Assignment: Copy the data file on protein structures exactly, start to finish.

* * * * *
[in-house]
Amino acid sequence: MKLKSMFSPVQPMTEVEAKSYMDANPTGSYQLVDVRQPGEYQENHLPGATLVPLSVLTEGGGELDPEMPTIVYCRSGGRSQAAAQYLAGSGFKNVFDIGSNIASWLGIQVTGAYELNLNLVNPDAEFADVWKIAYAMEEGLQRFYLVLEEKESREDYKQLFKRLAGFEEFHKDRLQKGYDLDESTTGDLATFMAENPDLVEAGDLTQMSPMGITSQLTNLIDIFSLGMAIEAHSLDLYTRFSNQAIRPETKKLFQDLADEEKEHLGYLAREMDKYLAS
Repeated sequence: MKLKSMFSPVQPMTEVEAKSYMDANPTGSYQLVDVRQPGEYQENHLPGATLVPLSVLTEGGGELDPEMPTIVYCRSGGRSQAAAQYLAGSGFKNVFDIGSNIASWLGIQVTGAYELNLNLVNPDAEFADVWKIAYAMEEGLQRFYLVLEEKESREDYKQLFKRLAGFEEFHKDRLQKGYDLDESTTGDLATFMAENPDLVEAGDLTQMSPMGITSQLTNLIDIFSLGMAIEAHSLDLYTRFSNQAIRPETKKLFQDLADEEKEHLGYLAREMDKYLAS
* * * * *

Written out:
[in-house]
Amino acid sequence: MKLKSMFSPVQPMTEVEAKSYMDANPTGSYQLVDVRQPGEYQENHLPGATLVPLSVLTEGGGELDPEMPTIVYCRSGGRSQAAAQYLAGSGFKNVFDIGSNIASWLGIQVTGAYELNLNLVNPDAEFADVWKIAYAMEEGLQRFYLVLEEKESREDYKQLFKRLAGFEEFHKDRLQKGYDLDESTTGDLATFMAENPDLVEAGDLTQMSPMGITSQLTNLIDIFSLGMAIEAHSLDLYTRFSNQAIRPETKKLFQDLADEEKEHLGYLAREMDKYLAS
Repeated sequence: MKLKSMFSPVQPMTEVEAKSYMDANPTGSYQLVDVRQPGEYQENHLPGATLVPLSVLTEGGGELDPEMPTIVYCRSGGRSQAAAQYLAGSGFKNVFDIGSNIASWLGIQVTGAYELNLNLVNPDAEFADVWKIAYAMEEGLQRFYLVLEEKESREDYKQLFKRLAGFEEFHKDRLQKGYDLDESTTGDLATFMAENPDLVEAGDLTQMSPMGITSQLTNLIDIFSLGMAIEAHSLDLYTRFSNQAIRPETKKLFQDLADEEKEHLGYLAREMDKYLAS